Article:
Linda Christas Continues to Forgo Operating in the State of California
by Tony Lopez Class of '12, Linda Christas College
It is my understanding that a California State Employee, Kathi Burns, recently contacted one of Linda Christas College's administrative volunteers who resides in Sacramento, California.
The contact from Ms. Burns, if not as a direct result of my recent article which appeared in this space (See Response to Forbes Magazine Listing Sacramento Among Top Twenty Most Miserable Cities in America), is certainly very curious in terms of its timing.
The upshot of the contact is that it is important that the College issue a statement relative to its current status within the State of California.
They asked me to do that for them on the student blog. I am honored.
Thus, for all to see and hear,
Currently, Linda Christas College is unable to establish an administrative center or classroom facilities within the State of California. Nor has the State granted Linda Christas the right to employ instructors to teach in these facilities. However, Linda Christas has requested, and is hopeful that the regulatory clarifications necessary for the College to develop a step-by-step plan acceptable to the State will be forthcoming from the Bureau of Private Postsecondary Education.
Questions concerning progress relative to this matter may be addressed to Kathi Burns, Bureau for Private Postsecondary Education at (916) 431-6915.
Linda Christas' continued inability to establish facilities or hire instructors within California reflects precisely California's current negative standing (47th in the United States) in terms of government defining its role by placing regulatory pressure on the private sector aimed at discouraging enterprise in all its forms from beginning, entering or remaining in the State.
California currently enjoys more cities and more citizens in trouble financially than any other state, placing six of its communities in the top twenty most miserable places to reside in America, according to Forbes Magazine, primarily because of government activities as I explained in my article referenced above.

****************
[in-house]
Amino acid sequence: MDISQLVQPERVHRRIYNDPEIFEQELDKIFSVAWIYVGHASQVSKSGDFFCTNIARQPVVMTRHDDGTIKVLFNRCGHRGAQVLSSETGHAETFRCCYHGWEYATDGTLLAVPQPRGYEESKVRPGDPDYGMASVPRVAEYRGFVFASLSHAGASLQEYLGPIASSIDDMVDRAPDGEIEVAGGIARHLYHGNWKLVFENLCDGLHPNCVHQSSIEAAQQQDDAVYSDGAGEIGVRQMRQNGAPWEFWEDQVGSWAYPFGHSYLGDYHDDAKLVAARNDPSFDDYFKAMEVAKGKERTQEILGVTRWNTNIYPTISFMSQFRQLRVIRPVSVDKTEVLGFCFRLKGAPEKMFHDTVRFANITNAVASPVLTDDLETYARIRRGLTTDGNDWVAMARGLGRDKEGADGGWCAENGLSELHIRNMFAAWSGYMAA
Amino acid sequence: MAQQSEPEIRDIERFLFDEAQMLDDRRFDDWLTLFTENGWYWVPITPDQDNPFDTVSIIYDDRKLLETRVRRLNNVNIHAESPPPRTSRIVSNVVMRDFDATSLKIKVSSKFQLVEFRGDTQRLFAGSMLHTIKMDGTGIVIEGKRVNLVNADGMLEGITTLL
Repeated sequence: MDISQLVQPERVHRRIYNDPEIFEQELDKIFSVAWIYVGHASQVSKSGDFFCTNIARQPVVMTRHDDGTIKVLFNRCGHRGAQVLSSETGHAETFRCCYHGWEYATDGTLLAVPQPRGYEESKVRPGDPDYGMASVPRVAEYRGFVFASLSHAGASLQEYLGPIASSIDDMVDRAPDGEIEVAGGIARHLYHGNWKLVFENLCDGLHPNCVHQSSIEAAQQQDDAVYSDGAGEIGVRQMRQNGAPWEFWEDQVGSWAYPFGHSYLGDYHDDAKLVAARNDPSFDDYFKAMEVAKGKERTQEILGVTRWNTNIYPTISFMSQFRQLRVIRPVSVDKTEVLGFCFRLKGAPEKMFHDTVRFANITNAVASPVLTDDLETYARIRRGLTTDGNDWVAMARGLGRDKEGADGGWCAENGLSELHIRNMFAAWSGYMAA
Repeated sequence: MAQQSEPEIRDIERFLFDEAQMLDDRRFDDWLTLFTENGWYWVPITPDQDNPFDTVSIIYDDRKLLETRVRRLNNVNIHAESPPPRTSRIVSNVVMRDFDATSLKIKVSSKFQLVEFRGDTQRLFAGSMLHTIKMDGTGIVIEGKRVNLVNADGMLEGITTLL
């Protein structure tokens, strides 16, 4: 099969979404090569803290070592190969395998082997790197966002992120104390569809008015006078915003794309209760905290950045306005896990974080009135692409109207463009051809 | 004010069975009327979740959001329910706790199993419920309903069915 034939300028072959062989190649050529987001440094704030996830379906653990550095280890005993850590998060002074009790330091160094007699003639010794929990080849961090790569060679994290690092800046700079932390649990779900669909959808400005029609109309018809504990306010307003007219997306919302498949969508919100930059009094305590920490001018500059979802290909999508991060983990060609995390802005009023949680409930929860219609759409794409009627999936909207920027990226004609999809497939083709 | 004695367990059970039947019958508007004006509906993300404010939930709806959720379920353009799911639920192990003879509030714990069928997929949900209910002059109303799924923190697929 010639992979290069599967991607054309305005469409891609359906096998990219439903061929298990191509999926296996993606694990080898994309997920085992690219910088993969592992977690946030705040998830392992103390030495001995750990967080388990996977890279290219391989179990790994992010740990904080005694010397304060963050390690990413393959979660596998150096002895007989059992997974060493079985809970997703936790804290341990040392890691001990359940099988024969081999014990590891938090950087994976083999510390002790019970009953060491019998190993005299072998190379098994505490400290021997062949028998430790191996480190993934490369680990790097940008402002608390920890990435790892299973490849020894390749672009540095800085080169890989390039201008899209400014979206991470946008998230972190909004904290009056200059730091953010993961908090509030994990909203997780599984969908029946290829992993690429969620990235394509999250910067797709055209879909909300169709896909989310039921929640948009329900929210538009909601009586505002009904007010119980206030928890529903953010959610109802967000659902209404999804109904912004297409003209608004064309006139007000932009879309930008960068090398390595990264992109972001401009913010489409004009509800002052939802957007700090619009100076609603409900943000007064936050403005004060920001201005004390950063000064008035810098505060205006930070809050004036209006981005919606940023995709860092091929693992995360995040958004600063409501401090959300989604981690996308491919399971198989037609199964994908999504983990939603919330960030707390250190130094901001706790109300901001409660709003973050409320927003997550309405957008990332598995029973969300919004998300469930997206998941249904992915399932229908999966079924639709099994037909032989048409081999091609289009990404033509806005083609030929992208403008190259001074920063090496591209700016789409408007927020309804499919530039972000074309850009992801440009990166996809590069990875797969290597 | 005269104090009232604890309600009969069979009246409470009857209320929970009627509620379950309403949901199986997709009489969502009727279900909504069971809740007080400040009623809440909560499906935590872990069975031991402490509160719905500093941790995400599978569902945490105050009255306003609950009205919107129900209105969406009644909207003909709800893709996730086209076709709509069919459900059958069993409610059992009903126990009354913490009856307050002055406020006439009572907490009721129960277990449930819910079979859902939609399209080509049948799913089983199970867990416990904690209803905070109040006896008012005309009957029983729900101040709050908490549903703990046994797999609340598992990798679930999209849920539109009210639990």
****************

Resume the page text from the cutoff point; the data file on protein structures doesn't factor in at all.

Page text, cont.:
Linda Christas' inability to establish a physical presence in the State of California is symptomatic of a far larger problem in terms of California government creating obstacles that become too expensive or too damaging to quality for an innovative program to survive.
For example, the University of Phoenix was driven from California via government policy, finally finding refuge in my current state of residence, Arizona.
Often, businesses in California must close their doors because municipal, state or federal regulations do not come with funds for compliance.
The assumption is made by government that services should be more expensive to the public in order to pay for compliance with whatever regulations the government chooses to adopt, as if, in whatever areas they choose, the State is expert in terms of what is or is not a quality offering.
Kathi Burns' willingness to work with Linda Christas to outline specifically how a new educational offering may be established within the State is encouraging. As of this date, however, no such outline has been delivered to the College.
Currently, eighty percent of all college teachers and administrators in California are paid for by the State taxpayers.
Not only does Linda Christas not receive a penny of government support at any level; Linda Christas does not receive a penny of tax favored money through IRS approved private-not-for-profit foundations. LC's students cannot qualify for government guaranteed student loans either. Why? In order for a student to qualify for student loans, he or she must attend an institution that adopts syllabi BEFORE the student is known. If syllabi are generated AFTER the student is known, which is the situation with every high quality tutor in the US, and the basis upon which Linda Christas offers its courses, the US government does not allow students to use its loan programs for study.
In other words, the forces of the U.S. government, while using language of "protection," do everything possible, in my opinion, to make certain American education remains last at the undergraduate level in terms of student learning.
For those of you who wish to investigate what government interference in education has done to America since 1960, please read Academically Adrift, Limited Learning on College Campuses, Arum and Roksa, and Gone for Good by Stuart Rojstaczer.
And, we are not even speaking of the K-12 programs approved by the State of California which place California's students competitively below the students of every developed country in the world with the exception of Cyprus, while spending the most per student of any region on Earth.
May the Lord please find a way to pull California government regulators off of the backs of those who have better ideas.